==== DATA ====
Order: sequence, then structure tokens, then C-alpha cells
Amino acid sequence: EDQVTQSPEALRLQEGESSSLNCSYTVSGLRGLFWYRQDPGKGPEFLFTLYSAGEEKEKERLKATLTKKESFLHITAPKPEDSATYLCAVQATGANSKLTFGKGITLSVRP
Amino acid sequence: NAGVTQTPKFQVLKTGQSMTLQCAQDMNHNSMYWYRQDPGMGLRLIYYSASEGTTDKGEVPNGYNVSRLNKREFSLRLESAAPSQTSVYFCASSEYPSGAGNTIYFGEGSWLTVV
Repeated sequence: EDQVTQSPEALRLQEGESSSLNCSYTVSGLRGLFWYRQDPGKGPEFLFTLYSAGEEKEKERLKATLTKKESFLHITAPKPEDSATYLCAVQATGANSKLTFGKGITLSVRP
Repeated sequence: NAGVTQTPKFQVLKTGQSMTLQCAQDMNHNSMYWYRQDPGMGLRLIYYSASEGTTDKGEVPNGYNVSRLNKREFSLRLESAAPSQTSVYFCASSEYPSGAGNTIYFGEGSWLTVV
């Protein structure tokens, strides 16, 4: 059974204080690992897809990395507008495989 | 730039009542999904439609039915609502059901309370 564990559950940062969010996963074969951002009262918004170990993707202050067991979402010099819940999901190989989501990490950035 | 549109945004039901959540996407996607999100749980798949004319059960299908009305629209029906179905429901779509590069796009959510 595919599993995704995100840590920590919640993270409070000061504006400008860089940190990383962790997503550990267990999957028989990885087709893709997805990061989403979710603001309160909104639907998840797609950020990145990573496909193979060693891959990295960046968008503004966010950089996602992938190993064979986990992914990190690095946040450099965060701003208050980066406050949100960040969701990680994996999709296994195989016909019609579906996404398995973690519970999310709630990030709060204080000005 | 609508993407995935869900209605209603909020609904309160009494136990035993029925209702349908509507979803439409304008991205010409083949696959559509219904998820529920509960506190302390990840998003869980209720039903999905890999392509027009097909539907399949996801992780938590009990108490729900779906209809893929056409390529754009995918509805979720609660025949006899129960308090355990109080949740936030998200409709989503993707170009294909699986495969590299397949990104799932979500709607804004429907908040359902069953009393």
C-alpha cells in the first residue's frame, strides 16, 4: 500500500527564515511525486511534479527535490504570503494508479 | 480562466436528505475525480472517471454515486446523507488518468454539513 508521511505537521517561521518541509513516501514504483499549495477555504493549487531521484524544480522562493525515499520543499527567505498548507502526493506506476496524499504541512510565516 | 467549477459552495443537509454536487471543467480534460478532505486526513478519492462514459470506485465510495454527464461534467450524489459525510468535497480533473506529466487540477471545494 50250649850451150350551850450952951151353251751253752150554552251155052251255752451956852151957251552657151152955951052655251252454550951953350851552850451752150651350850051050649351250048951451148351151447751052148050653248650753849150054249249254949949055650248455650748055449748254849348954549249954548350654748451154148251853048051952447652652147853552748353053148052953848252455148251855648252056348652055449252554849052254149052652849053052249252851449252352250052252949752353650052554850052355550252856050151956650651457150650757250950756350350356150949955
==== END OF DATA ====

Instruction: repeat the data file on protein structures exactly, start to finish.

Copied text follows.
Order: sequence, then structure tokens, then C-alpha cells
Amino acid sequence: EDQVTQSPEALRLQEGESSSLNCSYTVSGLRGLFWYRQDPGKGPEFLFTLYSAGEEKEKERLKATLTKKESFLHITAPKPEDSATYLCAVQATGANSKLTFGKGITLSVRP
Amino acid sequence: NAGVTQTPKFQVLKTGQSMTLQCAQDMNHNSMYWYRQDPGMGLRLIYYSASEGTTDKGEVPNGYNVSRLNKREFSLRLESAAPSQTSVYFCASSEYPSGAGNTIYFGEGSWLTVV
Repeated sequence: EDQVTQSPEALRLQEGESSSLNCSYTVSGLRGLFWYRQDPGKGPEFLFTLYSAGEEKEKERLKATLTKKESFLHITAPKPEDSATYLCAVQATGANSKLTFGKGITLSVRP
Repeated sequence: NAGVTQTPKFQVLKTGQSMTLQCAQDMNHNSMYWYRQDPGMGLRLIYYSASEGTTDKGEVPNGYNVSRLNKREFSLRLESAAPSQTSVYFCASSEYPSGAGNTIYFGEGSWLTVV
């Protein structure tokens, strides 16, 4: 059974204080690992897809990395507008495989 | 730039009542999904439609039915609502059901309370 564990559950940062969010996963074969951002009262918004170990993707202050067991979402010099819940999901190989989501990490950035 | 549109945004039901959540996407996607999100749980798949004319059960299908009305629209029906179905429901779509590069796009959510 595919599993995704995100840590920590919640993270409070000061504006400008860089940190990383962790997503550990267990999957028989990885087709893709997805990061989403979710603001309160909104639907998840797609950020990145990573496909193979060693891959990295960046968008503004966010950089996602992938190993064979986990992914990190690095946040450099965060701003208050980066406050949100960040969701990680994996999709296994195989016909019609579906996404398995973690519970999310709630990030709060204080000005 | 609508993407995935869900209605209603909020609904309160009494136990035993029925209702349908509507979803439409304008991205010409083949696959559509219904998820529920509960506190302390990840998003869980209720039903999905890999392509027009097909539907399949996801992780938590009990108490729900779906209809893929056409390529754009995918509805979720609660025949006899129960308090355990109080949740936030998200409709989503993707170009294909699986495969590299397949990104799932979500709607804004429907908040359902069953009393």
C-alpha cells in the first residue's frame, strides 16, 4: 500500500527564515511525486511534479527535490504570503494508479 | 480562466436528505475525480472517471454515486446523507488518468454539513 508521511505537521517561521518541509513516501514504483499549495477555504493549487531521484524544480522562493525515499520543499527567505498548507502526493506506476496524499504541512510565516 | 467549477459552495443537509454536487471543467480534460478532505486526513478519492462514459470506485465510495454527464461534467450524489459525510468535497480533473506529466487540477471545494 50250649850451150350551850450952951151353251751253752150554552251155052251255752451956852151957251552657151152955951052655251252454550951953350851552850451752150651350850051050649351250048951451148351151447751052148050653248650753849150054249249254949949055650248455650748055449748254849348954549249954548350654748451154148251853048051952447652652147853552748353053148052953848252455148251855648252056348652055449252554849052254149052652849053052249252851449252352250052252949752353650052554850052355550252856050151956650651457150650757250950756350350356150949955